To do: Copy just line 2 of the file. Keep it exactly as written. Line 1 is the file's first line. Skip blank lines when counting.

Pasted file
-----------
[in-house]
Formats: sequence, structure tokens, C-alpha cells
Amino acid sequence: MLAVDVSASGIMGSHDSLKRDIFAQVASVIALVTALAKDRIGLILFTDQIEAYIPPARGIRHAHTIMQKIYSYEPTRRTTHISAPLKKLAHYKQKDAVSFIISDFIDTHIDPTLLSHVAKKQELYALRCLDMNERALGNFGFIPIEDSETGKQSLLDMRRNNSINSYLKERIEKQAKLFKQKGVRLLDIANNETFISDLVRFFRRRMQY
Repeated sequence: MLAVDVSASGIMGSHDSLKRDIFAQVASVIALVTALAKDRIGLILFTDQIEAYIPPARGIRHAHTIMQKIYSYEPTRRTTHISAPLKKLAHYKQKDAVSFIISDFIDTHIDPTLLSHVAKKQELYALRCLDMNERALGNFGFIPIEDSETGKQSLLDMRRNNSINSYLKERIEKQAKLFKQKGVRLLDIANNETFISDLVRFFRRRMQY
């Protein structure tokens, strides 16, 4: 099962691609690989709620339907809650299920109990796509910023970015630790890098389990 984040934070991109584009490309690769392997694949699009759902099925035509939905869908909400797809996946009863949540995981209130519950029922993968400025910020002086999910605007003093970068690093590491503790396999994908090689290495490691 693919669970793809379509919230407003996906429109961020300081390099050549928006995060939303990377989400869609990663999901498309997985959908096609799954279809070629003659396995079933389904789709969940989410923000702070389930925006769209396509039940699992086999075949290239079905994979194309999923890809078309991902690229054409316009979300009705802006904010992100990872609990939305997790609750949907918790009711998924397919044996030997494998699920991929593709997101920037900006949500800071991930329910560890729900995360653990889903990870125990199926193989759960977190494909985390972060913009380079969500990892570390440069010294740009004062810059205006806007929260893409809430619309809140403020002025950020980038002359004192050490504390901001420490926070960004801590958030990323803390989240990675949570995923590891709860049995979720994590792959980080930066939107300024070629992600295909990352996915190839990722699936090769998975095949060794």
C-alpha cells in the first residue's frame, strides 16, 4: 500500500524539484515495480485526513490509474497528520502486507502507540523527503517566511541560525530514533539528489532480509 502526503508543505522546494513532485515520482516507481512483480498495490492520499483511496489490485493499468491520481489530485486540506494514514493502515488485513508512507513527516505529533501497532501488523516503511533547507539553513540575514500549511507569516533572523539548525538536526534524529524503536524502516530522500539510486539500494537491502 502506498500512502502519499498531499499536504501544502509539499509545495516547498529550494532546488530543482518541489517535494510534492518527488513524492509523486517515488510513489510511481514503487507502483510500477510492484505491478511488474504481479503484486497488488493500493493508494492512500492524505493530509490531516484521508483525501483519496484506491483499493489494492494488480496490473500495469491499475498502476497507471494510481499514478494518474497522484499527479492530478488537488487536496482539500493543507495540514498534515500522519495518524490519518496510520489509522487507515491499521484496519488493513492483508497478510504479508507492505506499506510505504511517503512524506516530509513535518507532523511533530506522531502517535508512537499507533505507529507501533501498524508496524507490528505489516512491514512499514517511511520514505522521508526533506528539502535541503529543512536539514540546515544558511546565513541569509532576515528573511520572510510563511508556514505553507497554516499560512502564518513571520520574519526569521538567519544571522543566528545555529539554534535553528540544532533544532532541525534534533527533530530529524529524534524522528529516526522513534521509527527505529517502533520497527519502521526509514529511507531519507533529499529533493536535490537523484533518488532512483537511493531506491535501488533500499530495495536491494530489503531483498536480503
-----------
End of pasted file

Formats: sequence, structure tokens, C-alpha cells